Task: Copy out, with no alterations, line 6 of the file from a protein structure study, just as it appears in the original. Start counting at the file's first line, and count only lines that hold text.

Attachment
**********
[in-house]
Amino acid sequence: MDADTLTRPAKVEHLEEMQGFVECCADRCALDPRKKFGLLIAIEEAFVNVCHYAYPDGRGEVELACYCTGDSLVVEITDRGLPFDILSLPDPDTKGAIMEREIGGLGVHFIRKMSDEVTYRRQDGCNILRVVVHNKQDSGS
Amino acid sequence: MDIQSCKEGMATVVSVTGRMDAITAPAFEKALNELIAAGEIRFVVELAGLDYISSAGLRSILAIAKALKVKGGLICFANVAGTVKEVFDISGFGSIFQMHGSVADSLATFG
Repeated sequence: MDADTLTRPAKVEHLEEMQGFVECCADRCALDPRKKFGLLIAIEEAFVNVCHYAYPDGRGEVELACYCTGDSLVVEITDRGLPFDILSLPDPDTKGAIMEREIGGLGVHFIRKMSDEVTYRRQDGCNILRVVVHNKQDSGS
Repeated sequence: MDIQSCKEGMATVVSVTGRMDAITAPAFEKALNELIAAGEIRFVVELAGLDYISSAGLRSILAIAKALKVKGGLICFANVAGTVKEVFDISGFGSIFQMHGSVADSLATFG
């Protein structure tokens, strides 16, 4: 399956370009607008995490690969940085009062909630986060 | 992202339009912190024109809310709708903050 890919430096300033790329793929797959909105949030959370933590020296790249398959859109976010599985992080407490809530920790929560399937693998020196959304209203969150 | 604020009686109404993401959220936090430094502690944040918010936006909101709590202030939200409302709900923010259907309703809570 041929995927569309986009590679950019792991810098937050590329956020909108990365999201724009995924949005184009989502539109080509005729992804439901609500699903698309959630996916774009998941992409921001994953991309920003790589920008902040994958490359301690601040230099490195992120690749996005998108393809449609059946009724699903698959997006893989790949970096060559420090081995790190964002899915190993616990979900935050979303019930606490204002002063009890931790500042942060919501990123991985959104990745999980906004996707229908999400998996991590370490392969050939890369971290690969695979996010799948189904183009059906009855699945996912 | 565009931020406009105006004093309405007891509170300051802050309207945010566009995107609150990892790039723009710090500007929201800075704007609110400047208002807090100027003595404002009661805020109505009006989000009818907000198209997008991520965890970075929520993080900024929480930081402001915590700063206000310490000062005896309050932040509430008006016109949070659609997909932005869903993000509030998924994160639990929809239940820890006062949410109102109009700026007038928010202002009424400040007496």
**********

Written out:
């Protein structure tokens, strides 16, 4: 399956370009607008995490690969940085009062909630986060 | 992202339009912190024109809310709708903050 890919430096300033790329793929797959909105949030959370933590020296790249398959859109976010599985992080407490809530920790929560399937693998020196959304209203969150 | 604020009686109404993401959220936090430094502690944040918010936006909101709590202030939200409302709900923010259907309703809570 041929995927569309986009590679950019792991810098937050590329956020909108990365999201724009995924949005184009989502539109080509005729992804439901609500699903698309959630996916774009998941992409921001994953991309920003790589920008902040994958490359301690601040230099490195992120690749996005998108393809449609059946009724699903698959997006893989790949970096060559420090081995790190964002899915190993616990979900935050979303019930606490204002002063009890931790500042942060919501990123991985959104990745999980906004996707229908999400998996991590370490392969050939890369971290690969695979996010799948189904183009059906009855699945996912 | 565009931020406009105006004093309405007891509170300051802050309207945010566009995107609150990892790039723009710090500007929201800075704007609110400047208002807090100027003595404002009661805020109505009006989000009818907000198209997008991520965890970075929520993080900024929480930081402001915590700063206000310490000062005896309050932040509430008006016109949070659609997909932005869903993000509030998924994160639990929809239940820890006062949410109102109009700026007038928010202002009424400040007496």